How seriously one should read the various press accounts and official and semi-official statements is difficult to tell at this point. Particularly since it could be argued that all this shadow-boxing between Hezbollah, Syria, Hamas and Persia vis-`a-vis Israel, will remain just that: shadow-boxing, rien-plus. On the other side, it could very well be argued that the now rather recurrent charges and counter-charges between the two sides is a harginger of either a re-match between Israel and Hezbollah `a la their last encounter in 2006, or even more seriously, the beginning of a slide into a semi-regional war between Israel and all of Persia's allies, as well as ultimately Persia itself. How likely is all this? At present I would surmise that while Israeli Prime Minister Netanyahu, et. al., in Tel Aviv, would dearly love to pay back Hezbollah for the Lebanon War of 2006, as a practical matter, Israel has little to gain, and, much to lose in any such re-match. Other than regaining fully its military prestige, diminished a bit since 2006. As a practical matter, I rather doubt, that Netanyahu (Foreign Minister Liberman being another matter entirely), has any wish to strike north against Hezbollah, much less Syria. On the other hand, it is entirely possible that if Hezbollah, were to begin to openly re-arm, especially with very advanced weaponry, and, if Hezbollah were to present Netanyahu with a plausible casus belli (such as moving rocketry close to Israel's northern border), then and most likely only then, would Israel care to strike a pre-emtive blow.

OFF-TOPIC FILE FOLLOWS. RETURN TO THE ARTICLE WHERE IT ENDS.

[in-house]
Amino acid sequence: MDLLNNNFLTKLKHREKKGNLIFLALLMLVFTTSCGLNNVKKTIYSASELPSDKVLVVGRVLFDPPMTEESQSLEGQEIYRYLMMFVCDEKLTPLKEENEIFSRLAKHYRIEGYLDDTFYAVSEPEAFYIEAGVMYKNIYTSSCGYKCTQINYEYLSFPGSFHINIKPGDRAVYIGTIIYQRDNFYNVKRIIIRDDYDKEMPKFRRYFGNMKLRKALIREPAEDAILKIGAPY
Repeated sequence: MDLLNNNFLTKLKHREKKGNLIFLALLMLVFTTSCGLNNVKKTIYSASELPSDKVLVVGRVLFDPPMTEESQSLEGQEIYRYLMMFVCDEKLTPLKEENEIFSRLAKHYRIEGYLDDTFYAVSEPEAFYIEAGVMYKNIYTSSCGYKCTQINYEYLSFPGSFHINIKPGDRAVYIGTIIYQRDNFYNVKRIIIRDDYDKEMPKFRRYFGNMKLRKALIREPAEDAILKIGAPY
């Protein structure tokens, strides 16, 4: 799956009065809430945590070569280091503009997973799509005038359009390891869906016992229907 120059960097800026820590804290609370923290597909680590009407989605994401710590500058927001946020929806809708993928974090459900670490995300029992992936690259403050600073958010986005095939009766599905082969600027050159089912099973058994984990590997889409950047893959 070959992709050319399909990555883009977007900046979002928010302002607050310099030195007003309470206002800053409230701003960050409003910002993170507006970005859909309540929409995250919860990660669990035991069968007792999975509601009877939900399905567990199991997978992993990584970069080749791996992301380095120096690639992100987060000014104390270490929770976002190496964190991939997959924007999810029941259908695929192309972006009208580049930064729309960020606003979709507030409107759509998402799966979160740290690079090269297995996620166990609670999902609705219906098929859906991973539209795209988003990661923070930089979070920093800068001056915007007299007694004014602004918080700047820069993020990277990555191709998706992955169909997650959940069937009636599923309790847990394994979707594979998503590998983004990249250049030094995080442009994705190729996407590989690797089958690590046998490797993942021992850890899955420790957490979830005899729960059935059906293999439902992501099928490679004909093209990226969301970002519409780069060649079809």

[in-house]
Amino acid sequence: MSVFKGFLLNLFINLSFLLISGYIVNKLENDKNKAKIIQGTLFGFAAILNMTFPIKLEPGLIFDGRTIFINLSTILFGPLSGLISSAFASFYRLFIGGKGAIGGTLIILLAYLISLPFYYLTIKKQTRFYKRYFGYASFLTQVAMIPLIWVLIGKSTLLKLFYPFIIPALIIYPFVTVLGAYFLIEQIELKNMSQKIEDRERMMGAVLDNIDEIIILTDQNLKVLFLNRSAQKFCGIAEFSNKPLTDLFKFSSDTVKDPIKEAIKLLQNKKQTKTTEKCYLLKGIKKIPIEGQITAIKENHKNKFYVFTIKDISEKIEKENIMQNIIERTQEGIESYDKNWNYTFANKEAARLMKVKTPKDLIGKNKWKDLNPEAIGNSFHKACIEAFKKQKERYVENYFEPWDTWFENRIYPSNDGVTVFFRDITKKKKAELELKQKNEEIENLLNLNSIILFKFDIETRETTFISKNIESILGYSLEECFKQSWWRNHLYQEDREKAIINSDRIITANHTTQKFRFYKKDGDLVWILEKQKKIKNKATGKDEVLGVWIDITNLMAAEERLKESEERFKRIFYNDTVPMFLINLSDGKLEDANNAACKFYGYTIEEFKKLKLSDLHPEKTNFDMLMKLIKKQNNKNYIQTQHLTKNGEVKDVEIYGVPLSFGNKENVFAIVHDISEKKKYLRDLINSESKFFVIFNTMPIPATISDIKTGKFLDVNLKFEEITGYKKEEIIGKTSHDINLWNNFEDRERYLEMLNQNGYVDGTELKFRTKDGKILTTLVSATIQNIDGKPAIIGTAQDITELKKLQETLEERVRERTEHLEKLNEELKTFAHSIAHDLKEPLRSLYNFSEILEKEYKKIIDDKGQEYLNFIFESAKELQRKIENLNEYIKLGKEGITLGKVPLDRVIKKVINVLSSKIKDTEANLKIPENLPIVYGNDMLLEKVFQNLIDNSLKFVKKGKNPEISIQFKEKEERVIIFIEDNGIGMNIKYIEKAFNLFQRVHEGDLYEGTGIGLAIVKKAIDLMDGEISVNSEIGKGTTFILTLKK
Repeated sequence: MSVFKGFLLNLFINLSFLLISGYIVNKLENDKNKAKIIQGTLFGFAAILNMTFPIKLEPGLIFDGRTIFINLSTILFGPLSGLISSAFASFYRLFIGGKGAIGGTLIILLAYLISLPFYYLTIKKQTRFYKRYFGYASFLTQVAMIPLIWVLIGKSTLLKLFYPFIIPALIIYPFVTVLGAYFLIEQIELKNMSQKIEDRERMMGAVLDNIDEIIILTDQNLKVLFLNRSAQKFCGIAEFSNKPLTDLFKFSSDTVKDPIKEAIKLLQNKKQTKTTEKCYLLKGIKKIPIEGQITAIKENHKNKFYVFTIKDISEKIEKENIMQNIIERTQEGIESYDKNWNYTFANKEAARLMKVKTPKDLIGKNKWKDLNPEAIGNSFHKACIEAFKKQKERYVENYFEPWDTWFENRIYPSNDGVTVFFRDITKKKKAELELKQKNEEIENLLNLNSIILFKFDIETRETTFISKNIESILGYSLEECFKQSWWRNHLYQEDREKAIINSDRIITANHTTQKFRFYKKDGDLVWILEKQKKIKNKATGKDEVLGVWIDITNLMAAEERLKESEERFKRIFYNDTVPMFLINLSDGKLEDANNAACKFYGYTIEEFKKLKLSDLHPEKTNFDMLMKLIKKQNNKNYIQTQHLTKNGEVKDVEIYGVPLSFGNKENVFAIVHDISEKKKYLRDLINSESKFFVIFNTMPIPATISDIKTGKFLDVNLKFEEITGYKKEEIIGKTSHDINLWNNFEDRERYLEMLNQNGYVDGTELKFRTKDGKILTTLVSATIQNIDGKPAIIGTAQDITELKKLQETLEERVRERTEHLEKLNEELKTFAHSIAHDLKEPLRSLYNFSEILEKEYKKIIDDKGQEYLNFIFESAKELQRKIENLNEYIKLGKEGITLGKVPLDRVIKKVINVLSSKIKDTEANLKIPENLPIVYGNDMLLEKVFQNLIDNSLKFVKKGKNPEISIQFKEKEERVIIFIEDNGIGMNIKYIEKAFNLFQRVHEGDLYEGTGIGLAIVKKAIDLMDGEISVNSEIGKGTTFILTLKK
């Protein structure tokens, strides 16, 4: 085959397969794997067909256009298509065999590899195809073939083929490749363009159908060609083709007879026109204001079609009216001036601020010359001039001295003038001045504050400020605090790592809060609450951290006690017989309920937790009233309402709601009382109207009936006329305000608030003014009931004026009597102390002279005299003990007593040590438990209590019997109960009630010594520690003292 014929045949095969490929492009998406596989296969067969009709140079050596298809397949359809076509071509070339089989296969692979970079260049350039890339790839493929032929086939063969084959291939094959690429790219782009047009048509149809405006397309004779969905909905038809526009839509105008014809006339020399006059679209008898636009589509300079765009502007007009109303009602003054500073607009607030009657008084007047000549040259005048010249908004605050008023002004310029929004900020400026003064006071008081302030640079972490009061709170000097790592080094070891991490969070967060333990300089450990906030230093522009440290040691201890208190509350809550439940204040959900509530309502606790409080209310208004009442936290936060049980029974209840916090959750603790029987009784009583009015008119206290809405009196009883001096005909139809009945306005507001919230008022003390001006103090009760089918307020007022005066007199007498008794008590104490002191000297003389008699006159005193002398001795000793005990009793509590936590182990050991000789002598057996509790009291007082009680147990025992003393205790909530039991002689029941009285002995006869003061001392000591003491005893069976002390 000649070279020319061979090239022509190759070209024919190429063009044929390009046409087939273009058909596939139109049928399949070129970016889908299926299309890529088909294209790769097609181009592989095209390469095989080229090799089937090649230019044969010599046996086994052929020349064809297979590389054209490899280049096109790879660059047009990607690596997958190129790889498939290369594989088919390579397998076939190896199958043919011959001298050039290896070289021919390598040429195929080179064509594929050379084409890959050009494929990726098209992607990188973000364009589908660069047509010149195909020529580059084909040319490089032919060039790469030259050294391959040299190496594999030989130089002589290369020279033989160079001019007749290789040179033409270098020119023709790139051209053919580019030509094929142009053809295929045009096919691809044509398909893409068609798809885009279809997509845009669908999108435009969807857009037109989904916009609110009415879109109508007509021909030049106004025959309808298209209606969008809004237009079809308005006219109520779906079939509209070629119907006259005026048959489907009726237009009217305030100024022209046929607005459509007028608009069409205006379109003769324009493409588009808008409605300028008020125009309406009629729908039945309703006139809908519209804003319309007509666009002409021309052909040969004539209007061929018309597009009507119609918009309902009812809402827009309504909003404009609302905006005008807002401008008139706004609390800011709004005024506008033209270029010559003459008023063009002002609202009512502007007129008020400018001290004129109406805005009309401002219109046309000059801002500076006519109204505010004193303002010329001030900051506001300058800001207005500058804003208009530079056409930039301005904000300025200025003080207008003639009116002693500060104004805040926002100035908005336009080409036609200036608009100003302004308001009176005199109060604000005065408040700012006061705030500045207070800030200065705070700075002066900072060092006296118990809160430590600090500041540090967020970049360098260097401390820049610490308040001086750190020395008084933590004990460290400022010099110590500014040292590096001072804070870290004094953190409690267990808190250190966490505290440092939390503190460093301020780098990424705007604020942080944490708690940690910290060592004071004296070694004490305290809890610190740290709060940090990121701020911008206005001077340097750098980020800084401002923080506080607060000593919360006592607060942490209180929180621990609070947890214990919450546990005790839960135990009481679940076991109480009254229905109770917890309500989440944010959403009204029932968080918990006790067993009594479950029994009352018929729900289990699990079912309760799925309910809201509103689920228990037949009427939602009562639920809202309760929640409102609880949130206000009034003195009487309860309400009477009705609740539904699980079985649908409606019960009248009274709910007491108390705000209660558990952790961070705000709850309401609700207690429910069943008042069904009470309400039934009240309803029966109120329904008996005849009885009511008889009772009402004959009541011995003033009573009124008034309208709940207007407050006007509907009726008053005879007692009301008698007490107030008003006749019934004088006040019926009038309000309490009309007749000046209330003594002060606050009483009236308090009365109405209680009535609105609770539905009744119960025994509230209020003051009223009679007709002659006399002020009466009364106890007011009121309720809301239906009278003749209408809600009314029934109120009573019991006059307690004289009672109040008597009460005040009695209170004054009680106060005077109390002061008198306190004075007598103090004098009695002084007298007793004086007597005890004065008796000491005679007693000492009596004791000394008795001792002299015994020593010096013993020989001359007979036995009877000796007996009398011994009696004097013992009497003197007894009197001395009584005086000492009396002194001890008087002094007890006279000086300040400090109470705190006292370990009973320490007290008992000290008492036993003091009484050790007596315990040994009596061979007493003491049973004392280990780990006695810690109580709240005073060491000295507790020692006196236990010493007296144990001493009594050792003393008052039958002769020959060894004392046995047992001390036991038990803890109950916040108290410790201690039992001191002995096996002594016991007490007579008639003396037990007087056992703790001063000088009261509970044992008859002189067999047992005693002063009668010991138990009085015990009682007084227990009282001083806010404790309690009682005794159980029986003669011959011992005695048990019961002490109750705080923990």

As for Hezbollah, Syria, et. al., here the picture is somewhat different. First, unlike Israel, the 'Party of God', and, more importantly its Syrian and Persian allies while having much to lose, also have a great deal to gain from another military campaign vis-`a-vis Israel. Both in terms of the actual fruits of any successful encounter, but, also the psychological and prestige gains to be won by successfully besting the 'Zionist Entity', and, its American patron. Perhaps most importantly, any such victory, which in actual fact means merely that the Israelis did not win the encounter, would introduce a deterrence variable for both sides for the first time in the Arab-Israeli dispute. Whereas previously, the notion of deterrence, was a one-sided variable in Israel's favor, in the case of an Israeli non-victory, it would also apply to the Arab side, AKA, to Persia and its allies. The end result being that Persia would then have carte blanche to proceed with its nuclear programme, notwithstanding any and all opposition to the same. Indeed, given the mentality of some scholars on the subject matter of the latter, one is almost tempted to believe that Persia has already acquired, such a deterrence factor (see: Michael O'Hanlon & Bruce Riedel, "Do not even think about bombing Iran," 1 March 2010, in The upshot of all this, is that it is Persia and its regional allies, who I for one, believe are much more likely to take the plunge, or in the words of the summer of 1914: 'flucht nach vorn'. Especially, as any such outcome would on the face of it at any rate, help to cement the somewhat shaky internal position of the regime of Mullah's in Tehran. To conclude: do not be especially surprised at a sudden outbreak of hostility in the Levant in the near, perhaps indeed, the very near future.